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The Responsibilities of a Busboy
The next time you're led to a restaurant table that's set with clean dishes, silverware and glasses, thank the closest busboy. These staffers don't get much glory or money, but their efforts are critical to a restaurant's success. Busboys – who are also commonly called bussers, as female workers can also hold these jobs – do a lot of the dirty work that allows servers to focus on serving and diners to focus on enjoying their food.
What a Busboy Does: Job Description
Uniforms might differ, but a busboy who works in a casual restaurant will have many of the same responsibilities as a busboy who works in fine dining. Basically, busboy duties all center around assisting the waitstaff and ensuring quick turnover of tables and a seamless dining experience. While the servers greet diners, take orders, deliver food and manage checks, busboys clear away dishes and reset tables for new diners.
Depending on the restaurant, busboys may also be expected to do things like wash dishes, roll silverware and napkins, and restock service stations with the items that other staff members need. They may also help with opening and closing duties: assisting dishwashers, putting chairs up on tables, taking out garbage, cleaning floors and counters, watering plants, wiping down menus, mopping, folding linens, stocking supplies, cleaning the dining area, and so on.
Bussers usually have very limited contact with diners, although they may refill water glasses and relay customer requests to servers. In some restaurants, bussers may also act as food runners who deliver meals to diners and/or be expected to help answer phones or even assist with taking reservations. So, basic customer service skills and communication skills are necessary in order to hold this job, although previous work experience is generally not necessary. On the job training will help new bussers learn all of the job requirements and adjust seamlessly to the work environment.
What to Expect Bussing Tables
Bussing tables is a physically demanding jobs. Busboys are on their feet throughout a shift and do a lot of repetitive bending and lifting throughout the dining room and back of house. Many busboy jobs involve carrying heavy loads of dishes and glassware, which requires strength, balance, and coordination, and the hospitality industry is a fast-paced environment.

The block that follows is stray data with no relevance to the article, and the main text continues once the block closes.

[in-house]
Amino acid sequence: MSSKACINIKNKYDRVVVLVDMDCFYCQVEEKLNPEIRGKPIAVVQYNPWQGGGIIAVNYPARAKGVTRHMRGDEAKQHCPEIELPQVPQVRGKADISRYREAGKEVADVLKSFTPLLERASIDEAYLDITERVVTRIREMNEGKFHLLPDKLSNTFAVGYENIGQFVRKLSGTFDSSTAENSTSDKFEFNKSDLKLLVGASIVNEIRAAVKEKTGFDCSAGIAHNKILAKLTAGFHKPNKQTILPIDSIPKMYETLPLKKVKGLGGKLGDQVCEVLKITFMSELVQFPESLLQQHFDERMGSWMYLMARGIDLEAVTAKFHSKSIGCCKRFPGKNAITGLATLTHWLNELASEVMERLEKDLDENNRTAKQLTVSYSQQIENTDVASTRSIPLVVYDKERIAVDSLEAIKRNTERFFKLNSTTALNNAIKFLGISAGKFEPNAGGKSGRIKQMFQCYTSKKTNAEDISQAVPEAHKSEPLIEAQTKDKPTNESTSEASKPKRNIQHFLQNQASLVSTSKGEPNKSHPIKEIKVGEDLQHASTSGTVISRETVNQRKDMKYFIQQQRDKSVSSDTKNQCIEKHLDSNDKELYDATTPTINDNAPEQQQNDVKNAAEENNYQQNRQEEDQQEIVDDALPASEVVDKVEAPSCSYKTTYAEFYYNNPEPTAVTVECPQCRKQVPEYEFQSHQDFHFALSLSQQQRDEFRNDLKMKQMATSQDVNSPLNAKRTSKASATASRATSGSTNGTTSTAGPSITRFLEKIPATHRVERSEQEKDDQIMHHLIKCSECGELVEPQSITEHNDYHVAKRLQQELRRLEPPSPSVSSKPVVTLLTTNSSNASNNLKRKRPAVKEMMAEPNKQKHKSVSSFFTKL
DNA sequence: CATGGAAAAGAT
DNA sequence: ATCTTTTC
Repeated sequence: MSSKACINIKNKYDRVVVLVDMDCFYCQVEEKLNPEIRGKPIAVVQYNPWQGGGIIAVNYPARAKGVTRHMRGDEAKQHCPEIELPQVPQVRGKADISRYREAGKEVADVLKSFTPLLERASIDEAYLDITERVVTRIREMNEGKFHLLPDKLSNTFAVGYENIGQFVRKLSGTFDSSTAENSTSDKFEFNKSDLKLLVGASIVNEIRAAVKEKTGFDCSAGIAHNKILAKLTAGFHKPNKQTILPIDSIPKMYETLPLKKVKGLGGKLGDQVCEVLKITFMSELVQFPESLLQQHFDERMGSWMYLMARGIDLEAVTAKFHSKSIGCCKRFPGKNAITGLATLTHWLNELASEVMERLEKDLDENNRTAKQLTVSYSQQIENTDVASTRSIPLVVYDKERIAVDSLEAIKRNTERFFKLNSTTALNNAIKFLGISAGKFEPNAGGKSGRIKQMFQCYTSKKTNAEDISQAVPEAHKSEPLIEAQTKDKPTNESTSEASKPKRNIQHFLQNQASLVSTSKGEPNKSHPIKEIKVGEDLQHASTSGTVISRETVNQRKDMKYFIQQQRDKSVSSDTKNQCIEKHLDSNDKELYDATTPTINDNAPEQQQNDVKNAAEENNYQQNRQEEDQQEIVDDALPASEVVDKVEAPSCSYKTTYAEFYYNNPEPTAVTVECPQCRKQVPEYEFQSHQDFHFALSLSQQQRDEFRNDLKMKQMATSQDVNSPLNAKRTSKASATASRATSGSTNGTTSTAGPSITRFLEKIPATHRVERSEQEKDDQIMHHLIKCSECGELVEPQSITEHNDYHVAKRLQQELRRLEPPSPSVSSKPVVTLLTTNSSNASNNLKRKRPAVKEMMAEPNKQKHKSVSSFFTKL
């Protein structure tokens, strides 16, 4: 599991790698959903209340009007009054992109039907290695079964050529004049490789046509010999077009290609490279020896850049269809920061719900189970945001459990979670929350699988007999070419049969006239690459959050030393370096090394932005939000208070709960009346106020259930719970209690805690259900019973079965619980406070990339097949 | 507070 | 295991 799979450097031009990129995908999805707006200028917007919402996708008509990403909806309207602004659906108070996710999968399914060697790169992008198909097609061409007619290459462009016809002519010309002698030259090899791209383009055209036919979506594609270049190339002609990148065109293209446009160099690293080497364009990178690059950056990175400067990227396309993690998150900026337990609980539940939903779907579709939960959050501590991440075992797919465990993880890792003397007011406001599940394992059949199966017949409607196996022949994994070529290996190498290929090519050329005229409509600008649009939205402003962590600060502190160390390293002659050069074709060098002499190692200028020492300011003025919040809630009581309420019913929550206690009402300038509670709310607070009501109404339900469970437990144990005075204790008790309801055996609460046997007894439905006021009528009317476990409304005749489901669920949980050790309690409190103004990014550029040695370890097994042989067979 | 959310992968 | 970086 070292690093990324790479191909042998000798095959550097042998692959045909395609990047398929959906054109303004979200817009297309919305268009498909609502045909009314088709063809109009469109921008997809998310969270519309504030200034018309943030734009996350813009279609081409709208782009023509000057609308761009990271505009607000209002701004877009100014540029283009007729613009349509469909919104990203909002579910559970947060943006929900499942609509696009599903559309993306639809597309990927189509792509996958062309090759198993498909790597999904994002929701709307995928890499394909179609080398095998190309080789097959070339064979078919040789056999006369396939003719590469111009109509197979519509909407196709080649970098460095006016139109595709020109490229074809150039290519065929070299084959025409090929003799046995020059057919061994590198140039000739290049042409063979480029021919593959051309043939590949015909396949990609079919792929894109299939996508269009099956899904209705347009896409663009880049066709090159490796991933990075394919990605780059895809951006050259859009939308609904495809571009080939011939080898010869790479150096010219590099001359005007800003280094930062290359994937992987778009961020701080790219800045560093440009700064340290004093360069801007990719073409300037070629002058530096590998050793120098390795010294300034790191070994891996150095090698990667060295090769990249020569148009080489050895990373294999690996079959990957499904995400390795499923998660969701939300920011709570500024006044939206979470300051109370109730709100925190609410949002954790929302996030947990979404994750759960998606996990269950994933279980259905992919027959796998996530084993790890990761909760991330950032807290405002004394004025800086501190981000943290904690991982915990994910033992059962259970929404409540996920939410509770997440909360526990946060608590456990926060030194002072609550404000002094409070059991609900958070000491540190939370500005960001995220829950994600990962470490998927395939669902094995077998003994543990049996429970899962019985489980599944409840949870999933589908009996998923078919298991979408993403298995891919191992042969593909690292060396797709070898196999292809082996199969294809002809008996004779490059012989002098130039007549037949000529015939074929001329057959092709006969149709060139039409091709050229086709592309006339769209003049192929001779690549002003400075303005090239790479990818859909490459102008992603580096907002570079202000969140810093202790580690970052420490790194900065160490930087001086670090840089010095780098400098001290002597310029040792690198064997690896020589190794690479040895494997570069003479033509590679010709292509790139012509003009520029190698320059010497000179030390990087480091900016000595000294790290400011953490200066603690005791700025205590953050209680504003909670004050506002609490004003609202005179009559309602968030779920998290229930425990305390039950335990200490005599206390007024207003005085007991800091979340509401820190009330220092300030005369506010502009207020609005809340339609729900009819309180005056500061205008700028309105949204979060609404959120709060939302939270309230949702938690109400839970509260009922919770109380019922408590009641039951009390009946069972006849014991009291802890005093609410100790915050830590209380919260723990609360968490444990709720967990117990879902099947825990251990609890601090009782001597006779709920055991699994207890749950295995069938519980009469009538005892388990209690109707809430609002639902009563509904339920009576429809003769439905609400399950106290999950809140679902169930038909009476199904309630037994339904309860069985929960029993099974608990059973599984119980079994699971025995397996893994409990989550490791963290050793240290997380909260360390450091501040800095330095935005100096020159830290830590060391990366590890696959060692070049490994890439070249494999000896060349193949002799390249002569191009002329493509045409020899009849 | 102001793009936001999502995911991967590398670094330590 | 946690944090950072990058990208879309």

Bussers are constantly on the move. The more quickly they work, the more diners a restaurant can serve. When a group leaves a table, the busser works clearing tables of dirty dishes and may clean the table or change the tablecloth. Next he works on setting tables with clean plates, glasses and silverware. In some restaurants, bussers also pre-fill water glasses before diners sit down. During the meal, a busser might refill diners' drinks or bring them more silverware or condiments on request to help improve the restaurant experience.
How Much Busboys Earn
Working as a busser is an entry-level job that typically pays little above the minimum wage, which is why these jobs are often performed by high schoolers and other young workers who work part-time. Some bussers may work full-time, however, and may work long hours as restaurants can be open very late. The median pay for food service workers like bussers was $9.81 as of May 2017, which means that half of food service workers earned more and half earned less. In restaurants that participate in tip pooling – in which servers and bartenders share a portion of their tips with cooks, hostesses and other staffers – bussers may take home a little extra at the end of each shift.
The work isn't glamorous, but because managers often have no education requirement for busboys, this type of position may be a good first step into the restaurant business for someone with no high school diploma or GED. Like other restaurant workers, bussers should be prepared to work on nights, weekends and holidays.
Kathryn has been a lifestyle writer for more than a decade. Her work has appeared on USAToday.com and Indeed.com.